Second tri down

Less than 24 hours after Steve Ravussin capsized the Orange tri, British sailor Ross Hobson flipped his 43-foot trimaran Ideal Stelrad, in 45-knot winds and 20-foot seas. He has been picked up by the Spanish freighter, Carmen. More on the…

Tri capsizes

Steve Ravussin, sailing the Orange trimaran in the Route du Rhum race, survived a wild capsize in 35 knots of wind and short, steep seas 600 miles northwest of the Azores. Ravussin was able to set off his 406 EPIRB…

Kip Stone sailing downwind on Day 5

On Day 5 of the Route Du Rhum, Kip Stone on Artforms, currently leading in Monohull Class 2, reflects on his weather strategy so far: "Early yesterday, I gybed away from my competitors in order to accelerate the effects of…

An American in France

As a sailing enthusiast, I was lucky to get to see the start of the 2006 Route du Rhum, the top European solo ocean race with many famous French and English sailors entered in the race and only one American…

Tough passage to Vanuatu paradise

There are some people who maintain that they have no regrets and that, given the opportunity, they would not change a single thing if they could do it all over again. I am not one of those people. I have…

Power gadgets and older voyagers

In a ‘round the world sailing rally a few years ago, three things surprised me about the boats: First, the large size boats operated solely by a man and woman. Second, the wide range of complex equipment including creature comforts…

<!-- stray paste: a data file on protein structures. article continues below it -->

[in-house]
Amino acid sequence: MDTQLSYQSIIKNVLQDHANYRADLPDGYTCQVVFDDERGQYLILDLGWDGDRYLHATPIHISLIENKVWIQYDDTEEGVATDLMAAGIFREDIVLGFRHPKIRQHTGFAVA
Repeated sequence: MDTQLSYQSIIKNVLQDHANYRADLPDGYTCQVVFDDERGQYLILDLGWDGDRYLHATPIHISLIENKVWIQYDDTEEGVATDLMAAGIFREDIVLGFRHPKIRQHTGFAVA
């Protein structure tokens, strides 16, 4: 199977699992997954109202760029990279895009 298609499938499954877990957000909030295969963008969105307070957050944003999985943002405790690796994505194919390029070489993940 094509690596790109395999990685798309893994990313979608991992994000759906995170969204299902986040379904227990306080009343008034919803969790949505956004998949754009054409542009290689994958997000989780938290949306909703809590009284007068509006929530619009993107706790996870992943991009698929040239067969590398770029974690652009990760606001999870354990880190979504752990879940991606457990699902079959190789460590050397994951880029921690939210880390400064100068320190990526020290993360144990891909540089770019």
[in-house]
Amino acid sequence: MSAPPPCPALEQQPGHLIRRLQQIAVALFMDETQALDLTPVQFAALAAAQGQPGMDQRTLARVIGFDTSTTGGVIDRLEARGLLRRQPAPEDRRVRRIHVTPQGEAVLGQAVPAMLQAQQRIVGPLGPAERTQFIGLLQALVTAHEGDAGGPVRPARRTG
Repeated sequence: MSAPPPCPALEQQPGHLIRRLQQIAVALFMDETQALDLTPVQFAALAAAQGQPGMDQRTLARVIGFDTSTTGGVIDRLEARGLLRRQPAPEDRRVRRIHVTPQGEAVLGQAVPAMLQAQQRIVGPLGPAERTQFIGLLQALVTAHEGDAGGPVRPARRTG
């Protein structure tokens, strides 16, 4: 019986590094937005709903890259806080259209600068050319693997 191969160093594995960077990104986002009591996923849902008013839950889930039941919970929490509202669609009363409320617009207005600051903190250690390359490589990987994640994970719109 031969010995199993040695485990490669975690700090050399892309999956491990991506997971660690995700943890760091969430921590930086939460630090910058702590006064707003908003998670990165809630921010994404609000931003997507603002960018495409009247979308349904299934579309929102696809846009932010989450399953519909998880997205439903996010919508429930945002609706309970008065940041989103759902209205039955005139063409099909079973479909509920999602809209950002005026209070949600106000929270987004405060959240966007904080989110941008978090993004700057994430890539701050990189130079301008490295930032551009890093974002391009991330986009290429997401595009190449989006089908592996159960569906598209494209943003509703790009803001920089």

Yachts and cruisers

When you hear the word, yacht, doesn’t it conjure up size? Glamour? Megayachts or the royal yacht Britannia? Personally I don’t attribute the term to my Peterson 44, preferring sailing vessel or cruising boat. The Aussies, however, have it mixed…

Kip Stone race prep

 Kip Stone of Freeport, Maine is in France this week preparing for the October 29 start of the Route du Rhum, an 86 boat race from France to Guadeloupe. Kip took a few questions from Ocean Navigator prior to the…

Mastery and independence

Living onboard for extended voyages by small boat is not the most comfortable way to live or travel. There is a real element of risk ranging from the unnerving tedium of being becalmed to the panic of storms and unfriendly…

Solo racers battered

The sailors in the Velux 5 Oceans Race have been battling high winds and big seas for the past day or so. The singlehanded, two-stop around the world race started on Sunday, Oct. 22. Mike Golding, a British around the…

Up with the yards! USC goes to sea

  On October 19, a crew of USC students will sacrifice long showers, pizza, and the weekend’s parties to embark on a four-day voyage to Santa Catalina Island on the twin brigantines Irving Johnson and Exy Johnson. Each student is…

Solo, around the world - two stops

  While the non-stop Vendee Globe race has become the premier solo around the world race, an older solo around the world race with multiple stops is still around and is slated to start on Oct. 22 in Bilbao, Spain.…